An FDA advisory committee voted 12 to 1 on July 20 to withdraw Avastin’s authorization for advanced breast cancer based on two new studies that the advisers concluded had not shown that the drug extends life. Not only that, the committee concluded that the studies indicated the drug slowed tumor growth for even less time — perhaps as little as about a month. “The vast majority opinion of the committee was that the drug was not doing very much, and what it was doing was more than offset by the negative,” said Wyndham Wilson of the National Cancer Institute, who chaired the committee. Avastin can cause a variety of potentially serious side effects, including blood clots, bleeding and heart failure. “In our best judgment, we did not feel this drug was safe to give relative to its benefits,” Wilson said.
The recommendation has been praised by many cancer experts and by advocates for breast cancer patients.
“The FDA should never have approved Avastin for breast cancer to begin with,” said Fran Visco of the National Breast Cancer Coalition. “We don’t see evidence of benefit, but we do see evidence of harm.”
But the company disputes the committee’s interpretation of the studies, saying they demonstrated that the drug reduced the risk of a woman’s cancer progressing or her risk of death from the cancer by 31 to 52 percent.
“It’s our opinion that when we look at the data, they are clinically meaningful,” said Sandra Horning, who heads cancer research for San-Francisco-based Genentech. “Avastin should continue to be an option for women.”
The FDA is not required to follow the advisory committee’s recommendation, but it usually does. A decision is expected by Sept. 17. The prospect of Avastin losing authorization for breast cancer has prompted despair among women taking the drug, and some have started petition drives to persuade the FDA to ignore the panel’s recommendation.
“I’m very upset,” said Leslie Twohig, 48, of Lothian, Md., who has been taking Avastin for eight months and credits the drug with helping her survive. “How long will I be able to stay on Avastin? Are they going to take it away? I know it’s working for me. Right now I am able to enjoy my life. Every morning I wake up and wonder how long it’s going to go on.”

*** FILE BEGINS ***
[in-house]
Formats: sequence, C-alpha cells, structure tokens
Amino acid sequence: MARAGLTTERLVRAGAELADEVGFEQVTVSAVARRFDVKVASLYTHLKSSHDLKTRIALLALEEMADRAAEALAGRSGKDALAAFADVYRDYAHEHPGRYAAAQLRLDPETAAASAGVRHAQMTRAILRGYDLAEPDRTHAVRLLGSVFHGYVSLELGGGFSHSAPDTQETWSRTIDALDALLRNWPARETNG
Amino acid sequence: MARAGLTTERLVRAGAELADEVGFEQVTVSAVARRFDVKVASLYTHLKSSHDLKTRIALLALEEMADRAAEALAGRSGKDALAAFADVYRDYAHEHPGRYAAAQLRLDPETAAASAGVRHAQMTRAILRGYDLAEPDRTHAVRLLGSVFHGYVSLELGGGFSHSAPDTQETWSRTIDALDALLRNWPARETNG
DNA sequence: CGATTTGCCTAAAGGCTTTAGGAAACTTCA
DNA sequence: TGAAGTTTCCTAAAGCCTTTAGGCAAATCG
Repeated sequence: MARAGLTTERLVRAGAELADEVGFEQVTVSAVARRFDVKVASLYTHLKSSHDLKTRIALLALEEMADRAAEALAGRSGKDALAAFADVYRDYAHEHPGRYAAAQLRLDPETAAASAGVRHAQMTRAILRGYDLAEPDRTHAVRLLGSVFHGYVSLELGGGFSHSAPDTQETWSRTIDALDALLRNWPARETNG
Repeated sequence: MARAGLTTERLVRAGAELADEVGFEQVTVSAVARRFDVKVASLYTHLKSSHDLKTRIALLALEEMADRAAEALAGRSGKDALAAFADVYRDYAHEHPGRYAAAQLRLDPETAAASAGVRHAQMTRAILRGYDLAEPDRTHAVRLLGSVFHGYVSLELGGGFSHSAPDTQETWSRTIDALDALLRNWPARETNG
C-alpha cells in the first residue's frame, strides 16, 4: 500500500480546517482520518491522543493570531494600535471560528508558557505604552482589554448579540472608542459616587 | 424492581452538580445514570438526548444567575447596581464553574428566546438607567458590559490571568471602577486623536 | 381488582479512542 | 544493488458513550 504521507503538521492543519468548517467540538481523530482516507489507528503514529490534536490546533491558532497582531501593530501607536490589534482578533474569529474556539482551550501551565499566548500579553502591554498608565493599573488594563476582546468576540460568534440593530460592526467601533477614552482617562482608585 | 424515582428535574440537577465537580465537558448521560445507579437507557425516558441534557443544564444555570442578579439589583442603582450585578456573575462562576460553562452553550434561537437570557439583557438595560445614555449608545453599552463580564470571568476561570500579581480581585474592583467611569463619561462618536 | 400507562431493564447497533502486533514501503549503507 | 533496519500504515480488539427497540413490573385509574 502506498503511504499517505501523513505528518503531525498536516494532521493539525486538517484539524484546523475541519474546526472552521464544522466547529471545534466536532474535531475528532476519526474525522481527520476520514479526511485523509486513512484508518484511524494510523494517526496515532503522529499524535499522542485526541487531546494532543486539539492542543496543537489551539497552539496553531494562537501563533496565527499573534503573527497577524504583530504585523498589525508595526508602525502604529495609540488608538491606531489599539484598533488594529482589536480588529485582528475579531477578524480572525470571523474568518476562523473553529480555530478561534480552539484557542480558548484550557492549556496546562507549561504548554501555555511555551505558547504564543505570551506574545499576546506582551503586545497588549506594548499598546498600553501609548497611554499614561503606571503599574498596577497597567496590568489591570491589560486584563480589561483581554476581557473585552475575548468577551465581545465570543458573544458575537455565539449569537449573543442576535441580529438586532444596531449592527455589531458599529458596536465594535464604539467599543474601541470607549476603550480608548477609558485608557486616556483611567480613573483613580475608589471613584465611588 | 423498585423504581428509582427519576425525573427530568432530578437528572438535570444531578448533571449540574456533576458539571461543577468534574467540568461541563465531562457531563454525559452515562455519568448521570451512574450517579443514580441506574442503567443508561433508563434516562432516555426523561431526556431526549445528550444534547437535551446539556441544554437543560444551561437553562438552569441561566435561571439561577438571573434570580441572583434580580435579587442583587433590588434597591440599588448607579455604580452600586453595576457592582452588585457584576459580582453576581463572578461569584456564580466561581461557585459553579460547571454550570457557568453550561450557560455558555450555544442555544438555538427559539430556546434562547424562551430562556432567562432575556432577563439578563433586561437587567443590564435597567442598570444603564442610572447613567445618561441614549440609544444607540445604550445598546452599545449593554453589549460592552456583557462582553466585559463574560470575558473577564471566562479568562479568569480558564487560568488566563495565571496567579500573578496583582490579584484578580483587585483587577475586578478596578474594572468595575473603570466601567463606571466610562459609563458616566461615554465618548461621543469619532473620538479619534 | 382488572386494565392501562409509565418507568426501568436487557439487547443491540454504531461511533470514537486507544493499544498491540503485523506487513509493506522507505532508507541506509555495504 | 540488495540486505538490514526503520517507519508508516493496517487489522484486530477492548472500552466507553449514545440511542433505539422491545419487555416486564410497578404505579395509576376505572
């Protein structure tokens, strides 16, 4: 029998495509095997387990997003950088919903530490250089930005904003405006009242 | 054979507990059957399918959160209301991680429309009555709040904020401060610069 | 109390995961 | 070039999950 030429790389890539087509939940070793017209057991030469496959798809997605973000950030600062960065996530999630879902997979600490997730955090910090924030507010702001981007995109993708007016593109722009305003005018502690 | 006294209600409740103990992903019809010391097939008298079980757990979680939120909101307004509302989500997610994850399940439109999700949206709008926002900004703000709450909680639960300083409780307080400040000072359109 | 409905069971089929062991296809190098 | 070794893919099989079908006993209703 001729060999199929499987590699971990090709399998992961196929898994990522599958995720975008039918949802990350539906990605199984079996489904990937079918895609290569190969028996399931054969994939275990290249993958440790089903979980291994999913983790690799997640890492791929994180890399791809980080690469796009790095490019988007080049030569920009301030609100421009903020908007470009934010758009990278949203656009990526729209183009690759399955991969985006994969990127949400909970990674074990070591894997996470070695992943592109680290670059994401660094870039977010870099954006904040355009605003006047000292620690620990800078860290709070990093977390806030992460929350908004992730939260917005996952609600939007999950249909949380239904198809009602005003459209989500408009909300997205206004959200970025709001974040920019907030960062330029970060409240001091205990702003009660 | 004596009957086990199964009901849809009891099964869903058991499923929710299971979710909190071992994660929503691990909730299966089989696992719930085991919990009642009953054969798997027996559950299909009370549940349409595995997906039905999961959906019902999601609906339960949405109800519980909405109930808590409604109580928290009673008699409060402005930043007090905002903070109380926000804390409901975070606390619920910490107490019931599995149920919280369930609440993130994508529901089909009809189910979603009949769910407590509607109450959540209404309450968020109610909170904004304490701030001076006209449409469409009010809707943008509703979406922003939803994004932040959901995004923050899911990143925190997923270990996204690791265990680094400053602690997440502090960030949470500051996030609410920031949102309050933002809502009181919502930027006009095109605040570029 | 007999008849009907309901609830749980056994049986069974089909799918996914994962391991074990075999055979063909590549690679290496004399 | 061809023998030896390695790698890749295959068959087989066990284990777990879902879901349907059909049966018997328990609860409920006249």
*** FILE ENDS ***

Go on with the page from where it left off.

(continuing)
“I am very concerned about people who are receiving the drug and may feel threatened that they may not be able to receive it,” said the Dana-Farber Cancer Institute’s Winer, who is also chief scientific officer for Susan G. Komen for the Cure, a breast cancer patient advocacy group. “This is not a worthless drug by any means. There is almost certainly a group of women who get a big benefit. “
Several members of Congress have sent protest letters to the FDA and the Department of Health and Human Services.
“I fear this is beginning of a slippery slope leading to more and more rationing under the government takeover of health care that is being forced on the American people,” said Sen. David Vitter (R-La.).
But others said that the weight of the evidence was clearly against Avastin and that cost must not be ignored.
“Patients with late-stage cancer are often desperate for help and grasp at straws,” said Richard A. Deyo of the Oregon Health and Science University. “Without this regulatory move, the drug would continue to be used, and would presumably not benefit anyone and add a lot of treatment costs.”